Marcella, series two, epsiode one review: Anna Friel deserves better than this crime-by-numbers drama

Jack Doolan, Anna Friel and Ray Panthaki - Television Stills
Jack Doolan, Anna Friel and Ray Panthaki - Television Stills

"Walls have ears,” goes the saying, and crime drama Marcella (ITV), which returned for a second series, applied it quite literally.  

The first episode began with a workman drilling into plaster, only to recoil in horror when he chanced across a lug-hole. When the brickwork was removed, D S Marcella Backland (Anna Friel) discovered a corpse, which was identified as a schoolboy who had been abducted four years ago. 

This led us to be introduced to a rogue’s gallery of characters who will inevitably become embroiled in the labyrinthine case, including convicted child abuser Phil Dawkins (Peter Sullivan), washed-up rock drummer Reg Reynolds (Nigel Planer) and Eric (Josh Herdman), an Afghan war veteran with anger issues. 

Written by Hans Rosenfeldt, creator of The Bridge, this opener was a box-ticking exercise in Nordic noir tropes. Moody detective with a signature coat and personal problems? Present. Tendency to wander unaccompanied into dark buildings? Naturally. Cameras inching down creepy corridors, while the soundtrack of throbbing electronica built to an ominous crescendo? Why, of course. This stuff has become so clichéd in 21st-century whodunits, it has lost its power to thrill. Which must be why webcams, food banks and zero-hours contracts were all thrown into the mix in an attempt for it to seem timely.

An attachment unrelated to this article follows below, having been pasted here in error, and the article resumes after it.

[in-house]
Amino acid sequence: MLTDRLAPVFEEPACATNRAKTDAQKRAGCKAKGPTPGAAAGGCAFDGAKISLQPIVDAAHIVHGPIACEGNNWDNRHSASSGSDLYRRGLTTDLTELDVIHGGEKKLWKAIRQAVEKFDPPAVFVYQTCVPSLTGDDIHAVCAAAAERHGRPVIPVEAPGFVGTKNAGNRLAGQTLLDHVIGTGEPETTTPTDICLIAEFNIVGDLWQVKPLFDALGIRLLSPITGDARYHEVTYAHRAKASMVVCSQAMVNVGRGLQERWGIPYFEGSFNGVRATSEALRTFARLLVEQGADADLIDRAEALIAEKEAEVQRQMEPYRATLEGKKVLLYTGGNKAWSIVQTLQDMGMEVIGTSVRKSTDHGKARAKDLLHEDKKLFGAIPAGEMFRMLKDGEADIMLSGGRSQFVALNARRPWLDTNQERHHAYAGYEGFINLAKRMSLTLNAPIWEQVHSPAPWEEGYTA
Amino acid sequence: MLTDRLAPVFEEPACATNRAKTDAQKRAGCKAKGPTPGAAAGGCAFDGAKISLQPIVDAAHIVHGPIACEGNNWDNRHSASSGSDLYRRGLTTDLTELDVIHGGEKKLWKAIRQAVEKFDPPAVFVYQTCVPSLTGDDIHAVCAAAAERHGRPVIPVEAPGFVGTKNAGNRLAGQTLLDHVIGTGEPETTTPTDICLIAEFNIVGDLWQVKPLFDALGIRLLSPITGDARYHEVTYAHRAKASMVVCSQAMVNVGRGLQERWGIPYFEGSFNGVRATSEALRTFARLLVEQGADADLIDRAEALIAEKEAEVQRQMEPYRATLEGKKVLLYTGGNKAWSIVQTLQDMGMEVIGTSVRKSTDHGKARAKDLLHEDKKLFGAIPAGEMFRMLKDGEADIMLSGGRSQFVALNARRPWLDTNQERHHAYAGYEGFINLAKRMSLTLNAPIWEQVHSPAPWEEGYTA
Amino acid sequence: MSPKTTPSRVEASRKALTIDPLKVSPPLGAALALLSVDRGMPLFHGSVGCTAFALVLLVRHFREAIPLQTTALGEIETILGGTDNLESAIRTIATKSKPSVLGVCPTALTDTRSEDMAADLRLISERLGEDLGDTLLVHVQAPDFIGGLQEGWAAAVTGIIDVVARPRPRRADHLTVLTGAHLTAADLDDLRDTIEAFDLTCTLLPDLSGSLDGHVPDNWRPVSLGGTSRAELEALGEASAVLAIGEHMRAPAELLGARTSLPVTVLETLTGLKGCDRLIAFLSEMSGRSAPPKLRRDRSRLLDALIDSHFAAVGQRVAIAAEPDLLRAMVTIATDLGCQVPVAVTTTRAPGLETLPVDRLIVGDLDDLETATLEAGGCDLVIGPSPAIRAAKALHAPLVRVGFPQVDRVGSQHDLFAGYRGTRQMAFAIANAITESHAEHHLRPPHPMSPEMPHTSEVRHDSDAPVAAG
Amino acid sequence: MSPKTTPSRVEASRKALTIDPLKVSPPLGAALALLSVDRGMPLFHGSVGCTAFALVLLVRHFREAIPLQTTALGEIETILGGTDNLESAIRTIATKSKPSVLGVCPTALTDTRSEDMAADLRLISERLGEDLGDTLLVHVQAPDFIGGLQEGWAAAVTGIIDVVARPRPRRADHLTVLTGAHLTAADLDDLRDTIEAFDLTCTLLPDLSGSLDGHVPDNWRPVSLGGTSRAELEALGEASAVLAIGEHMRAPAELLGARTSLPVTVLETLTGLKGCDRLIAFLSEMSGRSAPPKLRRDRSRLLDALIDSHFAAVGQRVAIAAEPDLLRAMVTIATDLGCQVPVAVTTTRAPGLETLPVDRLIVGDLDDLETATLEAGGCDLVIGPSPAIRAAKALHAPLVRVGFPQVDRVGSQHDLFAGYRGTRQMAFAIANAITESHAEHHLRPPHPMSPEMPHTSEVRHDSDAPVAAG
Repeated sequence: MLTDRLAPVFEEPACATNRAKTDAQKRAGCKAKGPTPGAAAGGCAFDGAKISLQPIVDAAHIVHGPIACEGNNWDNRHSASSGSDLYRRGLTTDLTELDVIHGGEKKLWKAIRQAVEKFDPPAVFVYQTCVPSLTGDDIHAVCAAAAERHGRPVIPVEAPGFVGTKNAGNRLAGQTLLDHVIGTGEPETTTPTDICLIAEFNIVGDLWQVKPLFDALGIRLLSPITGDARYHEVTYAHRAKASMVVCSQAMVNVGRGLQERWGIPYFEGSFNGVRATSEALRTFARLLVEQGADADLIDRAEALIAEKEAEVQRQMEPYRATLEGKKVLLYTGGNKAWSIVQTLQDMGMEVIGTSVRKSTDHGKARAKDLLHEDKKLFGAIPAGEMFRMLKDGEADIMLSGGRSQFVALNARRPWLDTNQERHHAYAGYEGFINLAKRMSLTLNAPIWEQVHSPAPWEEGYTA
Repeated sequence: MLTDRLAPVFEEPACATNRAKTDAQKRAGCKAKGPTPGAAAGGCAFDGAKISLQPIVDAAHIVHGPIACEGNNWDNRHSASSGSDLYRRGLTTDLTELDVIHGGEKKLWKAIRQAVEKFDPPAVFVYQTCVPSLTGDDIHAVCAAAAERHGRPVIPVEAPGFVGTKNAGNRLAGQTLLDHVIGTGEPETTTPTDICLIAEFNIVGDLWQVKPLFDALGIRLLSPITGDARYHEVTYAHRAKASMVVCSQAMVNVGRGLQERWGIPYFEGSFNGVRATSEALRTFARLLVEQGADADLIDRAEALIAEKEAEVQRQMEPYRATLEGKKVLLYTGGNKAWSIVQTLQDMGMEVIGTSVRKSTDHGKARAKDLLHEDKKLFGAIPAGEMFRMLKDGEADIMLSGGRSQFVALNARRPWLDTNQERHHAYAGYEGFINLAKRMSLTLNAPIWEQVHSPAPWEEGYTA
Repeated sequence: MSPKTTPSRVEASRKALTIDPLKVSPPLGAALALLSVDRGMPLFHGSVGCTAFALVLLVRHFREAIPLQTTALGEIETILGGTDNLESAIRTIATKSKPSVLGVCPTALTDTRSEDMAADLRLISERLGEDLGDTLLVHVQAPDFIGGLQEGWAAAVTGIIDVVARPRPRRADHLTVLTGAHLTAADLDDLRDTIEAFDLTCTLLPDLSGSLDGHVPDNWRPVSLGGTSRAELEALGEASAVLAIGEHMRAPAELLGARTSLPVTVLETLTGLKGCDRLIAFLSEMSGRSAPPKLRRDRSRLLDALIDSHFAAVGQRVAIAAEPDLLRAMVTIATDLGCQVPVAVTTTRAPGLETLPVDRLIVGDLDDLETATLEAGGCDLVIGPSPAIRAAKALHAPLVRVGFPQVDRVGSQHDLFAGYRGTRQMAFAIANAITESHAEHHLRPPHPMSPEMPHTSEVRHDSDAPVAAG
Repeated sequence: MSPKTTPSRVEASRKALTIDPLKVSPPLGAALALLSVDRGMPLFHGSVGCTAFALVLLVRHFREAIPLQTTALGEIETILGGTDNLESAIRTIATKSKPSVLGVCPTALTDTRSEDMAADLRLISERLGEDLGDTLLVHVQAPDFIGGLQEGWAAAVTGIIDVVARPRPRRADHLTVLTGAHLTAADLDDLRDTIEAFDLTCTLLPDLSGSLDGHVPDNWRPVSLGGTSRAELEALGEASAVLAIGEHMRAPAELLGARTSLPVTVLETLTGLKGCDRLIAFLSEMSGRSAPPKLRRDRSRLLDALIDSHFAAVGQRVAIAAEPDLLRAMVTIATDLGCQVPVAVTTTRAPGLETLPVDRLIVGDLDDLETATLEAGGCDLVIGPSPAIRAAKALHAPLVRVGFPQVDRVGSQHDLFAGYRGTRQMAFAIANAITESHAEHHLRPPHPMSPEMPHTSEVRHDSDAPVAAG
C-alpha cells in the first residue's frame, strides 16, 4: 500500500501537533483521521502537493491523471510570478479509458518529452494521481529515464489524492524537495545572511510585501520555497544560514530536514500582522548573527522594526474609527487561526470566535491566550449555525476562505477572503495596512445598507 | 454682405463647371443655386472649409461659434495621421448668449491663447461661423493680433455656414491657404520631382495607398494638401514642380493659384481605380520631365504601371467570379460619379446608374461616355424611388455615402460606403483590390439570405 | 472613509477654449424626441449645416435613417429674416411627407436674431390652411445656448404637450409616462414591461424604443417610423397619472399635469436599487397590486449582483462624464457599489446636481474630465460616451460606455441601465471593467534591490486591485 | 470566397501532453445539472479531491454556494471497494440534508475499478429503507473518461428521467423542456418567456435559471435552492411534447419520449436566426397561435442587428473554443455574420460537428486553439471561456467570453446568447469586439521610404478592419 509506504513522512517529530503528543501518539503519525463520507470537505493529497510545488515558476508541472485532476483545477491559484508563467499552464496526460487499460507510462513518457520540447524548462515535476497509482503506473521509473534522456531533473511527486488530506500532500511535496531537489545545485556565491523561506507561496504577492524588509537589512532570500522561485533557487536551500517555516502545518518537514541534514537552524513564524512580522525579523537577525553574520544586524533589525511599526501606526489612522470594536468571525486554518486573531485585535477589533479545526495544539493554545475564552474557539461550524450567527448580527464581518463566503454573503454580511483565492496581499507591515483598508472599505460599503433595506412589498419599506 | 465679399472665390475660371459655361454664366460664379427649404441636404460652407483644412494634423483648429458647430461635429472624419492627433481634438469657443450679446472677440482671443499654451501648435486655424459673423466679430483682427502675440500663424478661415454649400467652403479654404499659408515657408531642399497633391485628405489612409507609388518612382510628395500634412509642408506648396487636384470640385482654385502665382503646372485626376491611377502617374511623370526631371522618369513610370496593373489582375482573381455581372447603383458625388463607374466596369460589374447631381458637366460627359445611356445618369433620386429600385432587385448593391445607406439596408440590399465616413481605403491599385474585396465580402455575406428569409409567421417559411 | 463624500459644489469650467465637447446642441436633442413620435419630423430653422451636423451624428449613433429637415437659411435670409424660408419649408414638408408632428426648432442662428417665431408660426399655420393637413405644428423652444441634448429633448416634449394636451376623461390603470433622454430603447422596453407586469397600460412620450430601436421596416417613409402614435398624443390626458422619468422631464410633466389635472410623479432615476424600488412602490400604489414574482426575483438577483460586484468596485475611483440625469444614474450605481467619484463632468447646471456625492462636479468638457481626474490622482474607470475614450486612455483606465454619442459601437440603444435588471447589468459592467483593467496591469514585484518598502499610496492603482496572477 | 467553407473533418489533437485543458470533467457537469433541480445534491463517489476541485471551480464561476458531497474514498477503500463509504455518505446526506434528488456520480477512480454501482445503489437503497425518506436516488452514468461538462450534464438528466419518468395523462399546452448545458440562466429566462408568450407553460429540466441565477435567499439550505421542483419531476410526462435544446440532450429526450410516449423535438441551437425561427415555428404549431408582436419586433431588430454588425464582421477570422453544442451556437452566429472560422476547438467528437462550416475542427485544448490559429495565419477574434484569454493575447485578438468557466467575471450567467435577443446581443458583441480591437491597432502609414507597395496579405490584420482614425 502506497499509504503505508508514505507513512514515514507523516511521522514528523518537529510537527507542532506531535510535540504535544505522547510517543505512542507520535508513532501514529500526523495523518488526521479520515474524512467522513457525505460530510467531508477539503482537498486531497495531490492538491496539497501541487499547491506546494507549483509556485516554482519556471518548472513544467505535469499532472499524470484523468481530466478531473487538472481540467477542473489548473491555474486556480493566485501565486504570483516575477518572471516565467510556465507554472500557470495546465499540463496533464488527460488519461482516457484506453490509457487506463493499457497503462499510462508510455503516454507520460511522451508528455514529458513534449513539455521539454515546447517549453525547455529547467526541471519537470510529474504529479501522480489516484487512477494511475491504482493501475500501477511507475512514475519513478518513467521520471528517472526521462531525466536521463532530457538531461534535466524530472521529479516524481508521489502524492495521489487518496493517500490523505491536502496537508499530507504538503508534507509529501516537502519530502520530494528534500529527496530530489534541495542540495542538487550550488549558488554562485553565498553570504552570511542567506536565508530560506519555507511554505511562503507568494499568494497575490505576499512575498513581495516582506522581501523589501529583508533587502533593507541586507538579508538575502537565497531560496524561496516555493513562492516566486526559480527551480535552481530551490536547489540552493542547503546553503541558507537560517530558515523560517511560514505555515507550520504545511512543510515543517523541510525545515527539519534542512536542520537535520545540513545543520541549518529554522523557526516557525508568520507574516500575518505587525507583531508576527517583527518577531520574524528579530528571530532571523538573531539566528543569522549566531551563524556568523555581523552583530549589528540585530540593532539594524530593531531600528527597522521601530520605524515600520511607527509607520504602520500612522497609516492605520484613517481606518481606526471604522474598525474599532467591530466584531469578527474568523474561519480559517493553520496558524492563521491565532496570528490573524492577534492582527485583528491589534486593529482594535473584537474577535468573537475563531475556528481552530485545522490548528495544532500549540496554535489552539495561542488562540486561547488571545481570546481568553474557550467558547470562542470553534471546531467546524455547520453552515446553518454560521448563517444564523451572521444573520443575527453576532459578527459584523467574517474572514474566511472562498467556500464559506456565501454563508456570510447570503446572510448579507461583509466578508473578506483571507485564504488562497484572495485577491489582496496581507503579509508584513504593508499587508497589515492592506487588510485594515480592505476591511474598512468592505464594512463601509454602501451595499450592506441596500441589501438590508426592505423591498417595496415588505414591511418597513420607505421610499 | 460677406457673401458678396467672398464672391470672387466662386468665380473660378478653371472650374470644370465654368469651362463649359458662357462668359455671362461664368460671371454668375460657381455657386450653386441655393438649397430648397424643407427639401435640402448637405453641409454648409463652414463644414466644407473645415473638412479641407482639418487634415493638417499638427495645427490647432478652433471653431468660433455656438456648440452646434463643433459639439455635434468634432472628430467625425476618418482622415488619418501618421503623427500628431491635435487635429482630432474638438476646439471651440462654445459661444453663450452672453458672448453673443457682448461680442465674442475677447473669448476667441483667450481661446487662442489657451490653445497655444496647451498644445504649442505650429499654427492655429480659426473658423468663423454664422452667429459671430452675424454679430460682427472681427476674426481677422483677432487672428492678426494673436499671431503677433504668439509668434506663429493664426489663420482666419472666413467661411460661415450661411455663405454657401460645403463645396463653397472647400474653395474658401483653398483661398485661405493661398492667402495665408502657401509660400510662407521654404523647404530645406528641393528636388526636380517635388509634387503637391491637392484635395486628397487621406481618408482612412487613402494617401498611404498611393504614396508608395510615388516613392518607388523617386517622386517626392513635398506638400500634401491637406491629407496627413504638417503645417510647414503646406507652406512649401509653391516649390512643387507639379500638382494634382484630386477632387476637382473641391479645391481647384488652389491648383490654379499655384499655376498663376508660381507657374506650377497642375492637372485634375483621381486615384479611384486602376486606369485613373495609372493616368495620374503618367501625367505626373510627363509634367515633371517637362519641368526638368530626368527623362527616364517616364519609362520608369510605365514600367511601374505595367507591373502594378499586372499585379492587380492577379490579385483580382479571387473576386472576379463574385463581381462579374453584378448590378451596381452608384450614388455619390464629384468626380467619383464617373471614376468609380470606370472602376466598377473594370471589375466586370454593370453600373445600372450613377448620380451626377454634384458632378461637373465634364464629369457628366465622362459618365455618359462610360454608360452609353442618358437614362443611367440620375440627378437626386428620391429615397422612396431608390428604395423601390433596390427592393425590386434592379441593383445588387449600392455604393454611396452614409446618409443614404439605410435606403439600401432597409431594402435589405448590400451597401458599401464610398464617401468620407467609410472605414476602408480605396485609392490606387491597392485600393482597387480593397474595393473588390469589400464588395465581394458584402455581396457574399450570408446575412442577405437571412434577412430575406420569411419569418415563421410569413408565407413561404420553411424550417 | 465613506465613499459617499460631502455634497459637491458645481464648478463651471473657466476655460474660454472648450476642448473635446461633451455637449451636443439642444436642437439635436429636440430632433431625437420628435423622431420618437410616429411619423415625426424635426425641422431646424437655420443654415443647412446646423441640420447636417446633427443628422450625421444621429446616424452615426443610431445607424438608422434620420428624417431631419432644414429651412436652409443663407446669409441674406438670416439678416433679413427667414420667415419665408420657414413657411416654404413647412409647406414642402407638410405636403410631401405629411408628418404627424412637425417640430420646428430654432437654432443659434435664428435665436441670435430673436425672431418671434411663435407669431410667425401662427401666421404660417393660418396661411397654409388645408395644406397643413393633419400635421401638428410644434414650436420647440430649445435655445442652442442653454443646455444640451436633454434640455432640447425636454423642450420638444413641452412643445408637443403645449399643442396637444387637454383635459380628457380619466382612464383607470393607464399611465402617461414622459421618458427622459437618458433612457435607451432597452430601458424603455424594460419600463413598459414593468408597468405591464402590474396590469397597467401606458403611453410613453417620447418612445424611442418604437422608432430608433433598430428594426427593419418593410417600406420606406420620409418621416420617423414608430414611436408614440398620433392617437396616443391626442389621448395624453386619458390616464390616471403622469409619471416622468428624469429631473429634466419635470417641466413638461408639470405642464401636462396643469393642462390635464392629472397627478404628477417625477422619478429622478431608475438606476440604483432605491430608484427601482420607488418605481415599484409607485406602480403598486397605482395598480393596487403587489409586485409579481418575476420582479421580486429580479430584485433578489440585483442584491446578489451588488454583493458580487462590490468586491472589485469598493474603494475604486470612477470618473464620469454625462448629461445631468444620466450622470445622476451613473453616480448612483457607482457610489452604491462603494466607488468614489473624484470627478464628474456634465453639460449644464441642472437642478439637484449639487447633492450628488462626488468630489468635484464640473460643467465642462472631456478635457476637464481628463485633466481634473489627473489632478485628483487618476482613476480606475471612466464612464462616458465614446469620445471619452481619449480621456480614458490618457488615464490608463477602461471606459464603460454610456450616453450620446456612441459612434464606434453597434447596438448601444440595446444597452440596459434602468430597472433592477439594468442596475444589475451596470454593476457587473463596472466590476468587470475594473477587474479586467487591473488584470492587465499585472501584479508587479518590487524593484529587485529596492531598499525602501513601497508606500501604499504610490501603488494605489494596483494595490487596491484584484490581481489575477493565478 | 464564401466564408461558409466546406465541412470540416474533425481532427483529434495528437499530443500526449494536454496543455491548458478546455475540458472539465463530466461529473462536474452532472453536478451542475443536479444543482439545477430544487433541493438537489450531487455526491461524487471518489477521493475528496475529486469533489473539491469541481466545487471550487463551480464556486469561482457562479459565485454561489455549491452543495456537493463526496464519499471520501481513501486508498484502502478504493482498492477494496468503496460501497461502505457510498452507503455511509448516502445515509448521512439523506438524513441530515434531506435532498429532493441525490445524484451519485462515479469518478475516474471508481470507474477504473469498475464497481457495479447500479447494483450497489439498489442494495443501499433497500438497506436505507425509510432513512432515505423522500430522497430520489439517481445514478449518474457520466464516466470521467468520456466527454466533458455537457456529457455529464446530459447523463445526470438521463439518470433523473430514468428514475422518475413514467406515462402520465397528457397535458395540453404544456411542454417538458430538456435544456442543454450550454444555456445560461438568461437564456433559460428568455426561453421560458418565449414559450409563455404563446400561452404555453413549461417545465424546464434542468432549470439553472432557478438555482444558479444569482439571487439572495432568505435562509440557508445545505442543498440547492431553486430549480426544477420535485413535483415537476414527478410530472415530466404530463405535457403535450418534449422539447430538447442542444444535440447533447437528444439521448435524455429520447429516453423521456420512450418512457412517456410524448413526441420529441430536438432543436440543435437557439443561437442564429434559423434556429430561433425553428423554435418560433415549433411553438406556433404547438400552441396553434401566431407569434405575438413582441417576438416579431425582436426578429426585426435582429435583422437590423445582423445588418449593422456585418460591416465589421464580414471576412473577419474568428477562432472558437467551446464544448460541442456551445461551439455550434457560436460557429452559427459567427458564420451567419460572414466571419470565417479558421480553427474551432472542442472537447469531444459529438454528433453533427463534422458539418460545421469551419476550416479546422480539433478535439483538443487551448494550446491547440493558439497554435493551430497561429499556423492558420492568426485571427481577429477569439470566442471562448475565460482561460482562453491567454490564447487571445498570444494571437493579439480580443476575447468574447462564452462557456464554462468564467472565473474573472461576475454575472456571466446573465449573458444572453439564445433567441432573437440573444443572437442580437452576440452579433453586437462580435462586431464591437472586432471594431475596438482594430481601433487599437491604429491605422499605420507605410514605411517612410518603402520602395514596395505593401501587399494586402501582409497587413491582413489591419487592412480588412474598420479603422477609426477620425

This drama offered a depressingly bleak view of the world where everyone was either a serial killer, a predatory paedophile, a philandering swindler, a violent thug or just gruntingly dysfunctional. Even a child’s drawing and a pet mouse were imbued with sinister foreboding. 

Anna Friel as Marcella - Credit: ITV
Anna Friel as Marcella Credit: ITV

Meanwhile, Marcella herself was a tough heroine to root for. She was sour-faced and surly with everyone – not just criminals but colleagues, witnesses, even her boyfriend, who had the gall to cook her dinner and ask how her day had been.

Her sporadic fugue states and suicidal tendencies felt tacked-on to give her a personality quirk, rather than a key part of the plot. At least in the debut series, these violent blackouts made Marcella a suspect in the murder she was investigating. Here, they merely added gratuitous angst and, frankly, we had quite enough of that already. Friel is a fine actress who deserves better than this crime-by-numbers nonsense.